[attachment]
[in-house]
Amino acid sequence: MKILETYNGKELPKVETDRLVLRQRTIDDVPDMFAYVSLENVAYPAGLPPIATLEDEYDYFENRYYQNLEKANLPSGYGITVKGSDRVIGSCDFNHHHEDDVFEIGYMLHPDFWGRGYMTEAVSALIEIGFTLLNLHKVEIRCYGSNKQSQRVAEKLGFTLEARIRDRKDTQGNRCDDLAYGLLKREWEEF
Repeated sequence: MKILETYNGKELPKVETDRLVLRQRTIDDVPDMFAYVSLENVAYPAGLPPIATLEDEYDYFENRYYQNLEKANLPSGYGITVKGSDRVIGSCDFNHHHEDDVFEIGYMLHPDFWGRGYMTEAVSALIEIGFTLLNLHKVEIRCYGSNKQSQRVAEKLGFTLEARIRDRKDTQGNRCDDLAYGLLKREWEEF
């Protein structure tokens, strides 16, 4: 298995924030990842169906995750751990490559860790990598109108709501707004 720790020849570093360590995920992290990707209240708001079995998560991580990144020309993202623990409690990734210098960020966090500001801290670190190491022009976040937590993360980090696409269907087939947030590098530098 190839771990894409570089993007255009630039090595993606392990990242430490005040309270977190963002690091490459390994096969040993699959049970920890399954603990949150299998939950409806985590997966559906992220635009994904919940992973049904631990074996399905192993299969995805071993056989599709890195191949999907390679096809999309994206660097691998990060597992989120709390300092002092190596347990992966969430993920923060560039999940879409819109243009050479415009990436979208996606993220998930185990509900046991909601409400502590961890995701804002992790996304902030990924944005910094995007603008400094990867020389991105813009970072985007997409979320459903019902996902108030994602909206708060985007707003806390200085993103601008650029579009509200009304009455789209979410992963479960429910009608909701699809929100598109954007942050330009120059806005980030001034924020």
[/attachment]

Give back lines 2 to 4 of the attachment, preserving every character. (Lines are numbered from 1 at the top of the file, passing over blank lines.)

Amino acid sequence: MKILETYNGKELPKVETDRLVLRQRTIDDVPDMFAYVSLENVAYPAGLPPIATLEDEYDYFENRYYQNLEKANLPSGYGITVKGSDRVIGSCDFNHHHEDDVFEIGYMLHPDFWGRGYMTEAVSALIEIGFTLLNLHKVEIRCYGSNKQSQRVAEKLGFTLEARIRDRKDTQGNRCDDLAYGLLKREWEEF
Repeated sequence: MKILETYNGKELPKVETDRLVLRQRTIDDVPDMFAYVSLENVAYPAGLPPIATLEDEYDYFENRYYQNLEKANLPSGYGITVKGSDRVIGSCDFNHHHEDDVFEIGYMLHPDFWGRGYMTEAVSALIEIGFTLLNLHKVEIRCYGSNKQSQRVAEKLGFTLEARIRDRKDTQGNRCDDLAYGLLKREWEEF
């Protein structure tokens, strides 16, 4: 298995924030990842169906995750751990490559860790990598109108709501707004 720790020849570093360590995920992290990707209240708001079995998560991580990144020309993202623990409690990734210098960020966090500001801290670190190491022009976040937590993360980090696409269907087939947030590098530098 190839771990894409570089993007255009630039090595993606392990990242430490005040309270977190963002690091490459390994096969040993699959049970920890399954603990949150299998939950409806985590997966559906992220635009994904919940992973049904631990074996399905192993299969995805071993056989599709890195191949999907390679096809999309994206660097691998990060597992989120709390300092002092190596347990992966969430993920923060560039999940879409819109243009050479415009990436979208996606993220998930185990509900046991909601409400502590961890995701804002992790996304902030990924944005910094995007603008400094990867020389991105813009970072985007997409979320459903019902996902108030994602909206708060985007707003806390200085993103601008650029579009509200009304009455789209979410992963479960429910009608909701699809929100598109954007942050330009120059806005980030001034924020």